Global Witness exposes the corrupt exploitation of natural resources and international trade systems. It sets in motion campaigns to put an end to impunity, resource-linked conflict, environmental and human rights abuses. Since it was first founded in 1993, the organisation has undertaken investigations in over 20 countries, concentrating on key resources – including diamonds, oil, gas, timber, minerals and cocoa – that are exploited to fund corruption and conflict.
Global Witness’s work is premised on the basis that natural resources present one of the best opportunities to lift developing countries out of poverty, but that more often than not natural resource wealth fuels conflicts and entrenches repressive and corrupt regimes around the world. Effectively tackling high level corruption and state looting is an essential pre-requisite to poverty alleviation around the world.
We have funded Global Witness’s anti-corruption work, specifically the Ending Impunity and State Looting campaigns. The Ending Impunity work seeks to create a culture of accountability, whereby perpetrators of natural resource-related crimes – individuals, governmental agencies or companies – are brought to account through legal and non–legal mechanisms. Tightly intertwined, the work conducted by the Kleptocracy team aims to change the international norm so it is no longer acceptable for an elite to loot a state and its people of their natural resource assets. The overarching aim of the anti-corruption work is to establish precedents designed to have a deterrent effect and help make corruption history.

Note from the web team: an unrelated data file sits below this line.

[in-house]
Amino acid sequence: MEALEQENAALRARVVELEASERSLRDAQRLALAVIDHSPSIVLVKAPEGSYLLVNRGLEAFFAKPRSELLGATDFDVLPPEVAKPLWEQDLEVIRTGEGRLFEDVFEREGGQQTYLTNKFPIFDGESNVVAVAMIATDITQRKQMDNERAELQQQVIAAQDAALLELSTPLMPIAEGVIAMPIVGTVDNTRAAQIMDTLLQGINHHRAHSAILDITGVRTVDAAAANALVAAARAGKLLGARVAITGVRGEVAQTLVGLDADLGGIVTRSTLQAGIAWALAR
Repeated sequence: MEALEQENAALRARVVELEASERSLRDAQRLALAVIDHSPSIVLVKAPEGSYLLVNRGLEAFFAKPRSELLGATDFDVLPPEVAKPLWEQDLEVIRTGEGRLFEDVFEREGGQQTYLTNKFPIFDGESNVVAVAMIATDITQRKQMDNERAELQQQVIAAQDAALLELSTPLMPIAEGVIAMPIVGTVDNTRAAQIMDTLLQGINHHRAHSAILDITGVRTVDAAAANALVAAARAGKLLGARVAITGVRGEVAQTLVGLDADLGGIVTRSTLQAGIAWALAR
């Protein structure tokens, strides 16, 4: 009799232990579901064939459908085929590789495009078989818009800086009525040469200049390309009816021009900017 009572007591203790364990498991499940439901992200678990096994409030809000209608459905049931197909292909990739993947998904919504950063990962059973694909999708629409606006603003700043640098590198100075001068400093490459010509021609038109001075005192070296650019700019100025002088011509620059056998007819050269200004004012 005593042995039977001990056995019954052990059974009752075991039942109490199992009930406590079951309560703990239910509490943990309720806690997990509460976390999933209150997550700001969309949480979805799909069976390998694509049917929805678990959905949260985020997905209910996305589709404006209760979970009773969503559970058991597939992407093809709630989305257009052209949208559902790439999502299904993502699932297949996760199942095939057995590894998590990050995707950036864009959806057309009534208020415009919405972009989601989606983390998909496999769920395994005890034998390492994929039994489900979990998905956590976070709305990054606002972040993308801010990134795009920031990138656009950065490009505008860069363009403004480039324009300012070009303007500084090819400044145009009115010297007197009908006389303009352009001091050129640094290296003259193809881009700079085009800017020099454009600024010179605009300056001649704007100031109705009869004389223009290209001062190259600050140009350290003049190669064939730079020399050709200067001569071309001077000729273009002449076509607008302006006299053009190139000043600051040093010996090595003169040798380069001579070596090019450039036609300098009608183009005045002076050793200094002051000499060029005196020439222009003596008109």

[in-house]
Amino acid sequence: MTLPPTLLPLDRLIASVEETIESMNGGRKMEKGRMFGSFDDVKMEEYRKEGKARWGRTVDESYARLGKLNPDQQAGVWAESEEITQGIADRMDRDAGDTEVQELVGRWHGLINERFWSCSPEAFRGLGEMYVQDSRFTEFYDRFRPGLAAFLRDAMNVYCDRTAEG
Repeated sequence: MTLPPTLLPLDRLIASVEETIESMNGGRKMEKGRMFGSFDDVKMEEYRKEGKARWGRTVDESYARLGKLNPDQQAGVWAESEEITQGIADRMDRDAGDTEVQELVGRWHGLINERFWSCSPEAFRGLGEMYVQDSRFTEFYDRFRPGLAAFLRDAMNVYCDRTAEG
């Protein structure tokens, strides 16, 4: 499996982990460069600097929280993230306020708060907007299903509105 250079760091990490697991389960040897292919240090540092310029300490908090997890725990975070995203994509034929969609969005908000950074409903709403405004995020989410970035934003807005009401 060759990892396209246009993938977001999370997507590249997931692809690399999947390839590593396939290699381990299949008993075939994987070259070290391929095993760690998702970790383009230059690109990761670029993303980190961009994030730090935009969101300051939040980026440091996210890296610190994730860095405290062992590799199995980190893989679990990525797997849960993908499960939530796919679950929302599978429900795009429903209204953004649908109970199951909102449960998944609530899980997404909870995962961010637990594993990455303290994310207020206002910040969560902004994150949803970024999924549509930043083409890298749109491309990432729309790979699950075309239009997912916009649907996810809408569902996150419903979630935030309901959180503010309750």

In 2003 Global Witness’s work to curb the trade in conflict diamonds earned it a co-nomination for the Nobel Peace Prize; in 2005 the founding directors won the Gleitsman Foundation International Activist Award; and in 2007 Global Witness received the Center for Global Development/Foreign Policy Magazine Commitment to Development Ideas in Action Award.
- Liberia (cameraman) © Global Witness
- Young man carrying sack of minerals, Ruashi Mine, Katanga, Democratic Republic of Congo © Global Witness
- Guarding logs along the Thai/Cambodia border. Global Witness first exposed the issue of ‘conflict timber’ financing the war in southeast Asia © Global Witness